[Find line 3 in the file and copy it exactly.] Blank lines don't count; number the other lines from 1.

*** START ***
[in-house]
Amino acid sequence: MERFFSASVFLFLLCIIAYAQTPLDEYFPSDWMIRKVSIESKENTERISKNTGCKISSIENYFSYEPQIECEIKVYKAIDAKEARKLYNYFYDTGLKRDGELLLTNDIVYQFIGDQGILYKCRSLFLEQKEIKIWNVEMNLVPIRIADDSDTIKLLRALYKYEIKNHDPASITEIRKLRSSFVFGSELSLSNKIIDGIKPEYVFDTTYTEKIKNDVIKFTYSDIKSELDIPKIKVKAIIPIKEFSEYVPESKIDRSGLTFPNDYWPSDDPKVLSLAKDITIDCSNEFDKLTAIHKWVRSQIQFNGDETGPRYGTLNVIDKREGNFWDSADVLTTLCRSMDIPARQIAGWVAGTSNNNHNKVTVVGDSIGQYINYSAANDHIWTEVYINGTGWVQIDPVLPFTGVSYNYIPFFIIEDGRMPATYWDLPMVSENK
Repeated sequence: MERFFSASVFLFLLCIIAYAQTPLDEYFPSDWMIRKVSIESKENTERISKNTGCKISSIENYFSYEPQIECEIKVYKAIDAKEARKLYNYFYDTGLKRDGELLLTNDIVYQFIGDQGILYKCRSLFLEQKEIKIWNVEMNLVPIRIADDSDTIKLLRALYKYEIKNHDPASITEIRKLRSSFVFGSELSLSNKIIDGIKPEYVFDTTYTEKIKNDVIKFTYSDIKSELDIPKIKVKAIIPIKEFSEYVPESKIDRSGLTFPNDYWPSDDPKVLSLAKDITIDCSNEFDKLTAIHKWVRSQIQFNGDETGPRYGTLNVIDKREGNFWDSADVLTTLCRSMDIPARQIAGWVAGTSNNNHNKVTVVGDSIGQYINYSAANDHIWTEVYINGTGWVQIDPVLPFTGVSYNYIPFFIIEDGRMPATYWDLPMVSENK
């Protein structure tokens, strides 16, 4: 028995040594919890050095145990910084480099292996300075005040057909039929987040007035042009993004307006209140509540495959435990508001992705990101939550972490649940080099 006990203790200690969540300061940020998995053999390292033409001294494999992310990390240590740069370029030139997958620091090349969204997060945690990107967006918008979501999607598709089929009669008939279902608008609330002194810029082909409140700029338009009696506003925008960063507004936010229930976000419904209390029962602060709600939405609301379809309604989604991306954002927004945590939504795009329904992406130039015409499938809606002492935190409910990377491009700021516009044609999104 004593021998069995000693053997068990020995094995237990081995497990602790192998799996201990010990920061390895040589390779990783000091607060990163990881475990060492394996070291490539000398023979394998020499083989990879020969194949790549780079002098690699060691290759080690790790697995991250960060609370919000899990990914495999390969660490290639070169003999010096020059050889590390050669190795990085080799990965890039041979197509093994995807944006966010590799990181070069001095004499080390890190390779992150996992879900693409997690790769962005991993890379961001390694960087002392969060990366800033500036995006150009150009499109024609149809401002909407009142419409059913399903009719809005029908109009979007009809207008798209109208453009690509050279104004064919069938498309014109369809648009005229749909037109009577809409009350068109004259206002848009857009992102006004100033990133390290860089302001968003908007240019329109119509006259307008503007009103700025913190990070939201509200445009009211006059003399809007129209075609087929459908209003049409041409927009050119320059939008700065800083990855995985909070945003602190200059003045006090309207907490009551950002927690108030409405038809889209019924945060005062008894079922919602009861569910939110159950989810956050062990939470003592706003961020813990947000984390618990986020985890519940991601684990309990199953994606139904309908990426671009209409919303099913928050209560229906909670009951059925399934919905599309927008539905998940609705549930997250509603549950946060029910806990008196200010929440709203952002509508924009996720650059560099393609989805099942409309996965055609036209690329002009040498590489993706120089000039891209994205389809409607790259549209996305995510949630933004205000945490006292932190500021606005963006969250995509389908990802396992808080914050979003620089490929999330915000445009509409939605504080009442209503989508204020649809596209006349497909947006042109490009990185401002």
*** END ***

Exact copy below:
Repeated sequence: MERFFSASVFLFLLCIIAYAQTPLDEYFPSDWMIRKVSIESKENTERISKNTGCKISSIENYFSYEPQIECEIKVYKAIDAKEARKLYNYFYDTGLKRDGELLLTNDIVYQFIGDQGILYKCRSLFLEQKEIKIWNVEMNLVPIRIADDSDTIKLLRALYKYEIKNHDPASITEIRKLRSSFVFGSELSLSNKIIDGIKPEYVFDTTYTEKIKNDVIKFTYSDIKSELDIPKIKVKAIIPIKEFSEYVPESKIDRSGLTFPNDYWPSDDPKVLSLAKDITIDCSNEFDKLTAIHKWVRSQIQFNGDETGPRYGTLNVIDKREGNFWDSADVLTTLCRSMDIPARQIAGWVAGTSNNNHNKVTVVGDSIGQYINYSAANDHIWTEVYINGTGWVQIDPVLPFTGVSYNYIPFFIIEDGRMPATYWDLPMVSENK